Finally, after 12 hours, we approached our waypoint outside of Artabax. We got in touch with s/y Wilma to find out where exactly they were anchored as we could not see them on AIS yet. Instead of on the North side of the town, they were in a little bay called Porto Frailis on the South side. That meant we had another 5 miles or so to go… By now we were counting down the miles, eager to get some rest. At 19.45 we dropped our anchor next to Wilma and behind Vaare. After a quick freshen up we joined Oivind, Tjoppe and Helena on Vaare for a barbecue. How fortunate to have friends who cook for you after you’ve spent a long day at sea.
It was discouraged in Porto Frailis to take your dinghy on to the shore. The only way to get on land was to tie the dinghy to the rocks on the outskirts of the bay and climb over the rocks to the nearest road. This sounded too hard to try (our friends had gone ashore the day we arrived and ended up with an involuntary swim when they slipped off the rocks) and on top of that there was a considerate swell from the South which would make the endeavour even more treacherous. So we spent the day on board.
How to lose an anchor
During the day the bay filled up with daytrippers. It wasn’t nowhere near as busy as the Maddalenas but we were still keeping a close eye on the boats around us. And of course, one boat decided to drop his anchor right in front of Goodvibes. Jon put out some fenders and maintained eye contact with the skipper who seemed unsure how to proceed. He stayed at the helm for at least half an hour without changing his position. They were not committed to it though, because the rest of his family were also hanging around the cockpit without going in for a swim.
Eventually they hauled in the anchor chain but something wasn’t right: when they drove past us we could see that they didn’t have their anchor on their bow, just a bare piece of anchor chain. Jon dove down and could see their anchor was left on the bottom! A guy from a nearby boat had also seen this happen and got in his dinghy together with his son to dive up the anchor. The anchor-less boat had left the anchorage and was driving up and down outside the bay. At first we weren’t sure they had even noticed they did not have their anchor. They seemed pretty indecisive and unsure how to proceed – just as before when they were anchored too close. Lucky for them the other guy was able to retrieve the anchor and return it to its rightful owners. Never a dull moment!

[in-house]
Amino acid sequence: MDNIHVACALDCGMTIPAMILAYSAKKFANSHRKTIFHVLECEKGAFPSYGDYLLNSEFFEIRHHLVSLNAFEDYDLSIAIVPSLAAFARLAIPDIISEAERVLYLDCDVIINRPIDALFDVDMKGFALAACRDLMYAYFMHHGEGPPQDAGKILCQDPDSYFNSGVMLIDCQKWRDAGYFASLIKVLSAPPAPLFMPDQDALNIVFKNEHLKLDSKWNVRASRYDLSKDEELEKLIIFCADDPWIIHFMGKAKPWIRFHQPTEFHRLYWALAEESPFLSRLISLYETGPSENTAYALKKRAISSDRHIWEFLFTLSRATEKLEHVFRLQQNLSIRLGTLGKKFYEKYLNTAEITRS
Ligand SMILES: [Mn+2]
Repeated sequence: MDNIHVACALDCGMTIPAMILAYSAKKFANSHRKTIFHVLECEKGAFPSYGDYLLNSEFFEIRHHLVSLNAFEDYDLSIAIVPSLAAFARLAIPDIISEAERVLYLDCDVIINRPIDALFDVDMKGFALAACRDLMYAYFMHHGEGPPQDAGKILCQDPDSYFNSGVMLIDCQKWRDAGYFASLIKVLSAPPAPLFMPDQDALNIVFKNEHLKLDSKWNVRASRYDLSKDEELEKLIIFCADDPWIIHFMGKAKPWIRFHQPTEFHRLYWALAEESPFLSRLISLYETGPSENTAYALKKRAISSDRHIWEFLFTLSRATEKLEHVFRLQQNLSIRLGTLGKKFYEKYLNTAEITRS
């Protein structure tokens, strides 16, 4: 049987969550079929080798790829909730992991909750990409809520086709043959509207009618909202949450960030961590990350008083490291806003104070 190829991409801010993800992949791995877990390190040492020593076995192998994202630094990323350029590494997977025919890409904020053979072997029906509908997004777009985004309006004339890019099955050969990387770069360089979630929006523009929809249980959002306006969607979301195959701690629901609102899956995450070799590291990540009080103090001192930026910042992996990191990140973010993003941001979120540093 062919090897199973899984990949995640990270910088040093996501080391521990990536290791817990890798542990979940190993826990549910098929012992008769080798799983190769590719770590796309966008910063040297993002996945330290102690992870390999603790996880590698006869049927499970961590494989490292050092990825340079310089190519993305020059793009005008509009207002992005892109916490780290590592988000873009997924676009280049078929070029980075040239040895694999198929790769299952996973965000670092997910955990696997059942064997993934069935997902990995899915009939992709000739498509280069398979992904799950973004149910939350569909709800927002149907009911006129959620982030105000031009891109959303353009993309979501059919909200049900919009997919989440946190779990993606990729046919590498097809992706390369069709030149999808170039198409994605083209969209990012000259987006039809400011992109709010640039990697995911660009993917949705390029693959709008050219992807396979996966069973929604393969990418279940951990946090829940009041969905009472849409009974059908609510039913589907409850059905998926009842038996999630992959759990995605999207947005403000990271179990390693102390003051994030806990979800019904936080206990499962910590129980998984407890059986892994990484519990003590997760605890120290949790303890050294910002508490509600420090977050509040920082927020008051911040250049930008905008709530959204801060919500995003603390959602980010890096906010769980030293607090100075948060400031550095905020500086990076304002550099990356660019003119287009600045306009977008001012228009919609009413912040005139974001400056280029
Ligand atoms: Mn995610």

The next day it was an early start again: at 6.20 the anchor was up and we were on our way to the next anchorage some 40 miles South. The forecast was for light winds in the morning, increasing in the afternoon. We were keen to avoid a repeat of the second half of the trip to Arbatax (swell + wind on the nose) so opted for the early start. Wilma and Vaare decided to leave a little bit later – their heavier boats handle better than ours in rougher seas and with more wind.
We arrived at 14.30 in the anchorage of Cala Sa Figu, to the North of Capo Ferrato. For lunch I made spaghetti Carbonara, which seemed suitable considering we were only a few miles away from Capo Carbonara in the South-East of Sardinia. Wilma and Vaare arrived in the early evening and had no problem finding a spot in this quiet anchorage.
The shore consisted of two relatively busy beaches. By now it had been a week since we had last been ashore to get rid of our rubbish and to get some shopping done. But again, this did not look like a suitable place to go ashore with the dinghy. Especially as we had just heard that our friends from Sailing Kittiwake and s/y Rocket Science had been fined €160 for beaching their dinghy in the South of Sardinia.
In a way it was lucky that we didn’t go ashore because in the afternoon of the day after our arrival in Capo Ferrato suddenly the weather turned very nasty. There had been a stormfront to the North of us but the wind had been from the East and we expected the front to not reach us. Suddenly the air turned cold, the wind changed direction, and within a few minutes we were hit by 2 meter waves and 30 knots of wind. The storm lasted a few hours, but with 50 meters of chain out we were riding it out without too many concerns. Around 8pm the bay was as calm as it was before and we were able to have a solid night sleep.
The last stop before crossing to Sicily would be Villasimius. There is a large anchorage along the beach of Campulongu outside of the marina which is protected from all sides, except the West. In the case of a Westerly blow you can easily go around Capo Carbonara to the East side of the little peninsula for shelter. This would be a good place to stock up on food supplies and do some laundry while we were waiting for good weather to get to Sicily.
We left Capo Ferrato at 8.30 – no need for another start at sunrise as we had only 20 nm to go. After we rounded Capo Carbonara the wind increased so instead of dropping anchor in Campulongu we overshot a little bit and anchored in Capo Boi. By the time we had finished our lunch the wind had eased off and we engined to Campulongu to re-anchor. With our new anchor chain we were more confident dropping in deeper water so there was no problem anchoring in the 8 to 9 meters on the edge of the anchorage.
We didn’t know it yet, but we would be spending quite some time here because the weather would not allow us to get to Sicily any time soon.